Mountain Wheels: Blinged-up Lexus RX F Sport shines in desert sun
December 8, 2012
Phoenix – Down here in the sunny south, where sheer mass, class and – as far as I could tell, Sinaloa cartel-outrunning speeds – are the norm for automotive outings at all times, the venerable Lexus RX 350’s considerably sexier edition fit in quite well.
Admittedly, everyone else in Arizona apparently drives a Suburban with 22-inch wheels, and 85 miles an hour feels about normal, so the RX’s beefed-up sport suspension and its tougher looks certainly came in handy.
The 2013 F Sport edition pushes a totally “Clone Wars”-style Stormtrooper face to the front of the SUV, with a chrome-edged grille, pronounced mesh and LED-rimmed lamps, plus a set of very sharp-looking, smoked open-spoke 20-inch wheels. I got a vehicle more sensibly equipped with all-season tires; in Arizona, the norm is ridiculously wide low-profile summer tires 365 days a year, so this RX’s footwear did help to slightly exaggerate road conditions.
The main disappointment is that the F Sport editions, available on most of the Lexus family, do not involve plunking the engine from the groundbreaking IS-F into your particular SUV or automobile.
Sure, there’s a sporty tune on the chassis – and that did make it a more viable machine when I headed up the twisty South Mountain Park roads and started throwing the not-insubstantial RX around some curves. Braking is good, not intense, and the AWD vehicle really is pretty capable.
But the standard output remains, with just 270 horsepower from a 3.5-liter V6, and that was really just barely enough to keep up with the drag-racing hordes. Even the new Infiniti FX37 I profiled last week has 325 HP; the major tradeoff is considerably better mileage from the RX, up to 26 mpg on the highway, in part thanks to a super-smooth eight-speed automatic transmission. You can, indeed, play around with that system to your heart’s content via some strategically placed wheel-mounted paddle shifters.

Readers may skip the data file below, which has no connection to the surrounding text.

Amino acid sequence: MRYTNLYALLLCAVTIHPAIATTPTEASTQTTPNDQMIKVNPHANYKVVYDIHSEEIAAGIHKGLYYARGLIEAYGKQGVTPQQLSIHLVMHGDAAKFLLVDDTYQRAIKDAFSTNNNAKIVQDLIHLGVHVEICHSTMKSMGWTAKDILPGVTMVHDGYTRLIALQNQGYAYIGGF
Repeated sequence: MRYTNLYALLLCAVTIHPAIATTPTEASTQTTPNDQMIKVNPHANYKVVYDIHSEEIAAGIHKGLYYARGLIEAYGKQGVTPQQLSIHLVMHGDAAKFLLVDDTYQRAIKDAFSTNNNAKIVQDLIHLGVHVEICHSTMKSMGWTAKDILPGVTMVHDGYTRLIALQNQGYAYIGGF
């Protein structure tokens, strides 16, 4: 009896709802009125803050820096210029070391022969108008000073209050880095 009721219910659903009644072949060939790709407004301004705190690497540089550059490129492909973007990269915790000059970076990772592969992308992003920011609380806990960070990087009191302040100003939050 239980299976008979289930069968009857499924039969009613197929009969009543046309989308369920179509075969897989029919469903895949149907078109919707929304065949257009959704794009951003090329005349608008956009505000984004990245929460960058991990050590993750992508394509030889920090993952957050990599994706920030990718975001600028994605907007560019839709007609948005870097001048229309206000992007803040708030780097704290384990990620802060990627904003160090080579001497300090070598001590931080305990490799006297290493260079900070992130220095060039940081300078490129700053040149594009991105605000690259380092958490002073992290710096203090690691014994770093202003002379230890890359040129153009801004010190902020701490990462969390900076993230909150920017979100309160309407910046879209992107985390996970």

RX’s primary leg up on the almost identically (with options) priced FX is size. Rear passengers will particularly enjoy the roomy expanses, and their seatbacks even recline for more room, though they aren’t gifted with their own A/C or AV controls or even a second sunroof, as so many other manufacturers have offered. When I carted my family around for a couple of days, my mother noted that rear passenger visibility was totally adequate but she groused a bit about that overly empathic suspension.
Up front, you get very well-bolstered sport seats with heating and cooling options, some F Sport-specific aluminum pedals and a sweep of wood highlights so highly buffed they don’t look like real wood. But they are.
A relatively low roof and very, very large A-pillars, plus sun shading around the rear-view mirror, did cut down on forward visibility a touch.
The Lexus center stack of controls is still very unusual, with an asymmetrical mix of air and audio controls and a shift knob that juts out at you.
The ultraluminscent instrument panel glows beautifully, but trip computer info is limited, especially when you look at what even the Koreans offer in their cars.
This was my most involved test of the Lexus mouse-style input controller for the navigation and entertainment system, and you do get used to it. I can’t say I ended up being a huge fan of the navigation system itself – particularly vexing was a large black box that popped up on screen telling me it really couldn’t show me any details in particular. Air circulation, trip data and many other functions can also be controlled using the mouse. And the optional Mark Levinson audio system, with its 15 speakers, does not disappoint.
Beyond that, the RX serves up an attractive but somewhat dated mix of gadgets – a nice, rudimentary head-up display shows you speed and navigation turns, but the blind-spot monitors are nothing more than lights in the mirrors, and the vehicle proximity warnings (the beepers for parking) were ridiculously vague compared to new systems I’ve seen in Cadillac and other makers’ new machines.